Commander Glenn Tierney, 96, talks about his aviation career. Photo by Chris Stone
Retired Navy Cmdr. Glenn Tierney, 96, talks about his aviation career. Photo by Chris Stone

The young pilot was climbing around 60,000 feet when suddenly his pressure suit lost oxygen. He shut off the engine, and the aircraft went into a tumble.

He developed tunnel vision and planned to bail out at 30,000 feet. But on second thought, he didn’t want to crash a good airplane.

Hardly able to see, he forced the plane into a regular spin and pointed it straight down to restart the engine. The plane recovered. And at about 300 feet, he swooped through a mountain valley to a 250 mph emergency landing — nearly out of fuel.

He couldn’t see the runway and narrowly missed a fire truck and its crew poised to rescue him. He skidded off into gravel.

A sequence from “Top Gun”?

Better than that, says retired Navy Cmdr. Glenn Tierney. It’s a true story — his own.

Veteran Commander Glenn Tierney (right) points out the instrument panel to C.J. Machado. Photo by Chris Stone

Tierney has two claims to fame: He flew all Navy Grumman fighter planes from the F4U to the F-14 Tomcat and completed 11 of 11 successful test firings of the heat-seeking Sidewinder missiles that led to their adoption into the military.

Veteran Cmdr. Glenn Tierney with an AIM-9 Sidewinder missile. Courtesy photo

Tierney was one of about a dozen former military pilots gathered last week to share their aviation knowledge and promote the Sept. 23-25 military convention in San Diego called Force-Con.

The first night of the fall program features a red carpet event to honor the legends of aviation at the San Diego Air and Space Museum. In addition to a film, “Into Flight Once More,” an aviation panel will answer questions.

Part of the proceeds will help get senior and terminally ill veterans on their Honor Flight San Diego trip to Washington, D.C. to visit military memorials. Tickets are available at https://purplefoxesunited.com.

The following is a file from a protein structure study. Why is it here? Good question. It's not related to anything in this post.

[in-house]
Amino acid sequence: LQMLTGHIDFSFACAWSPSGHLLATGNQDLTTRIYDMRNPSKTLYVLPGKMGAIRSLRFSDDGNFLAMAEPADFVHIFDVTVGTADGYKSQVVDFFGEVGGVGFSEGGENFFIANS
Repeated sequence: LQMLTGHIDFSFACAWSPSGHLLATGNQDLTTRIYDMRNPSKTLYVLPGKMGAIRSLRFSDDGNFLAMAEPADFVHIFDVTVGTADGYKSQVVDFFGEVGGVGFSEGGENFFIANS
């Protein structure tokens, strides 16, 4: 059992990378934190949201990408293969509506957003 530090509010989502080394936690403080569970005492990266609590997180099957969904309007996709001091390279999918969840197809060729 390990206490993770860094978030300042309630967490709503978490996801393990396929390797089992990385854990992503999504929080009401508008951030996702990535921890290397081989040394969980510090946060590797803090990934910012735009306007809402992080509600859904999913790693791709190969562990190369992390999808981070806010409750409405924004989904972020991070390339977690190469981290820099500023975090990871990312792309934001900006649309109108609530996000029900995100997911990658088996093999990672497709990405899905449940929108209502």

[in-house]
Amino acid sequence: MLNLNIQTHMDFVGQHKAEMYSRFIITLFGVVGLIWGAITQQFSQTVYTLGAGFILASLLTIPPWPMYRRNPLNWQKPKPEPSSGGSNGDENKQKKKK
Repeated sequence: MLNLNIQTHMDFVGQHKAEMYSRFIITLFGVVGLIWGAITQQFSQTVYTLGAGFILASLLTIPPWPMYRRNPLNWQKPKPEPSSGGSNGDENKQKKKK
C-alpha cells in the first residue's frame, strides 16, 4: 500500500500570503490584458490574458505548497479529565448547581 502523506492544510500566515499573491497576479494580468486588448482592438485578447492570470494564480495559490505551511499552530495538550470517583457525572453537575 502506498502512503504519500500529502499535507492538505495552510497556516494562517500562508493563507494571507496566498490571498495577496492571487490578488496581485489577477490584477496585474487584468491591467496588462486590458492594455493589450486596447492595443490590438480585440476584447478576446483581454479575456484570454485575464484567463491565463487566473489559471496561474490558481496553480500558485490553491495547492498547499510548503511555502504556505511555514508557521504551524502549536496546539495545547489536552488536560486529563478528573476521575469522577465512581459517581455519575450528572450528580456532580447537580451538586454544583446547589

On Sept. 24, the Hotel del Coronado will host the largest flyover of vintage DC-3s — part of the D-Day Squadron that served in WWII, among other monumental campaigns.

Elite parachutists from across the globe will jump onto the beaches of Coronado with Wounded Warriors, POW Vietnam vets and WWII veterans. This event is free and open to the public.

Veteran Lt. Cmdr. Ted “T.R.” Swartz, who shot down a MiG-17 in Vietnam, tries out a flight simulator at the San Diego Air & Space Museum. Photo by Chris Stone

Sept. 27 will see a community interactive “Remember the Fallen” art piece auctioned to benefit Honor Flight San Diego, followed by an Art Festival and “Meet the Heroes” presentation at Liberty Station.

A prisoner of war panel will conclude the program with honored guests. This event is free and open to the public.

“My hope is to inspire others to really take notice of their worth while they’re with us, and just (recognize) all that they’ve done for our country,” said C.J. Machado, an organizer of the event. “They truly are the superheroes of the world.”